Launch Thread: SpaceX to launch another batch of Starlink V1.5 satellites [U: Successful launch and deployment]

This week SpaceX is preparing to launch a fresh branch of 48 Starlink satellites on top of its Falcon 9 rocket. This is the second Starlink mission to launch from Florida’s Space Coast since SpaceX completed its original orbital shell on Starlink L28 in May. The name, Starlink 4-3, stands for it being the third launch of the fourth orbital shell of satellites. Although 4-2 hasn’t launched yet, the names are set up well before the launch takes place. This shell will contain 336 satellites at an orbit of 560 km.

Alongside the Starlink satellites will be two BlackSky satellites. We’ve seen plenty of these Earth-observing satellites launch on Rocket Lab’s Electron.

Launch Date: Wednesday, December 2, 6:12 p.m. EST

Rocket: SpaceX’s Falcon 9 (1060-9)

Payload: 48 Starlink V1.5 satellites and two BlackSky satellites

Launch Pad: SLC-40, Cape Canaveral Space Force Station, Florida

Destination: Low Earth Orbit

Landing Site: A Shortfall of Gravitas, Atlantic Ocean

The Rocket

SpaceX’s Falcon 9 rocket is the workhorse of commercial launches into Earth orbit. The partially reusable rocket is powered by nine Merlin engines on the first stage and a single vacuum optimized Merlin on the second stage. The Falcon 9 has launched a total of 129 times with a 98% success rate, making it a highly trusted vehicle among the commercial, scientific, and defense sectors.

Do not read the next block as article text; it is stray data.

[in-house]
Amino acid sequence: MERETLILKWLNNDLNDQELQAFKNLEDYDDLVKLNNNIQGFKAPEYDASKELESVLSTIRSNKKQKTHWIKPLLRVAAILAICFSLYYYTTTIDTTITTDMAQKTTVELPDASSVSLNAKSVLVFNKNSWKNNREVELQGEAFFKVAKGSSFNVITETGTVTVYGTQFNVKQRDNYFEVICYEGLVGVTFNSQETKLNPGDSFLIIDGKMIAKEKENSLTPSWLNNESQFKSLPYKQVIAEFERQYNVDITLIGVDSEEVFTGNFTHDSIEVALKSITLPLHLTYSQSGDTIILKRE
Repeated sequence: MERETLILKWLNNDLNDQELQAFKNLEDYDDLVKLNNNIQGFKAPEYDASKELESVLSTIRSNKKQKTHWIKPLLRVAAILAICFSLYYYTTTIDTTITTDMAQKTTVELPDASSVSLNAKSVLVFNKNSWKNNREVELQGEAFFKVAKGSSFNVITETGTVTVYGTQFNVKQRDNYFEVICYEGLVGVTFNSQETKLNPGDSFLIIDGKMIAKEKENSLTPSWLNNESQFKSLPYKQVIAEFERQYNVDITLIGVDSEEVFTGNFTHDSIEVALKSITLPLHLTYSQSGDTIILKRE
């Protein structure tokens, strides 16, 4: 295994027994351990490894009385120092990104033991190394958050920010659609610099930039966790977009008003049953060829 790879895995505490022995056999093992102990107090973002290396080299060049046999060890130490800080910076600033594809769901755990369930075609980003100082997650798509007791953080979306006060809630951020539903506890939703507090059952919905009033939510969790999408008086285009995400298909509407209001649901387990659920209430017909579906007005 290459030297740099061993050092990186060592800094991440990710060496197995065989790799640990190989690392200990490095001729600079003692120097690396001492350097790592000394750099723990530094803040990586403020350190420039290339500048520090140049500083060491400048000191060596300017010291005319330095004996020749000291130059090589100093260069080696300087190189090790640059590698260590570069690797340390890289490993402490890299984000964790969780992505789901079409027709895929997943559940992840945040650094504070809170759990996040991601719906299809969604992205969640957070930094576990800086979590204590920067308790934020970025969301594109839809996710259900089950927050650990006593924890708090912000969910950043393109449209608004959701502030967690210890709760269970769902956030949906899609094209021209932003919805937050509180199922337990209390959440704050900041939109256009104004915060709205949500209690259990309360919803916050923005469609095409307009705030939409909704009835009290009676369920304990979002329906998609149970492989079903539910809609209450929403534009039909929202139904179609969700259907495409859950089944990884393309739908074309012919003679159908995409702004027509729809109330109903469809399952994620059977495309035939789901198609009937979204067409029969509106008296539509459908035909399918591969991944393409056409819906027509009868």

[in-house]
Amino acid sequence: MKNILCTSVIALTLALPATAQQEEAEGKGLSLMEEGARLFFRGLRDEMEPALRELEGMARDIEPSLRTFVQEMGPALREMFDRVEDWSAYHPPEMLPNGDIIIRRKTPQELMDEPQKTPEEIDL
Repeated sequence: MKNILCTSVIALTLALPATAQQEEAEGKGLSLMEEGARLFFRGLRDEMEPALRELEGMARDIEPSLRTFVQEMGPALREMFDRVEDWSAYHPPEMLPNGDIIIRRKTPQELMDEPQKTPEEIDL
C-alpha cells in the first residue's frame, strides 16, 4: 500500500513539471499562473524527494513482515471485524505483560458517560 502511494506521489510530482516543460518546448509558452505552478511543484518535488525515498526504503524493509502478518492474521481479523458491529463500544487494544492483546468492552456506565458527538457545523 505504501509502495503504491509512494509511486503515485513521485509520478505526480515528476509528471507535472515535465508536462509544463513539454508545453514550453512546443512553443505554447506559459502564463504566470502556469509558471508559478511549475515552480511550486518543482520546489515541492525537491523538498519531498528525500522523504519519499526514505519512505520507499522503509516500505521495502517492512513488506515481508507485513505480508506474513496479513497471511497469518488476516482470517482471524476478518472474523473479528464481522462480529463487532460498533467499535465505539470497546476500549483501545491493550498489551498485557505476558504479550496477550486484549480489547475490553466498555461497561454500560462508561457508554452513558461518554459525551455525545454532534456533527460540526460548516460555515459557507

The Booster

SpaceX’s booster 1060 has been in the fleet since June of 2020, when it launched a GPS mission for the US Space Force. Since then, it has launched eight missions, including Starlinks, Turksat 5A, and Transporter-2. If successful, this will be the fourth Falcon 9 first stage to fly nine or more times.

Starlink 4-3 weather report

Even with a day delay for launch, the weather looks perfect for SpaceX with a greater than 90% probability of good launch conditions – something we don’t see often. The only possible concern is cumulus clouds, but that is a tiny chance.

  • Launch time set at 6:12 p.m. EST
  • December 1 (L-1 day) weather report
    • > 90% probabilty of GO
    • No additional risk criteria
  • Launch date delayed from December 1 at 6:20 p.m. EST to December 2 at 5:57 p.m. EST
  • Flight restrictions canceled for December 1 and 2 meaning most likly delay is coming.
  • November 30 (L-1 day) weather report
    • >90% probability of GO
    • No additional risk criteria

Featured Image: Jared Locke / Space Explored

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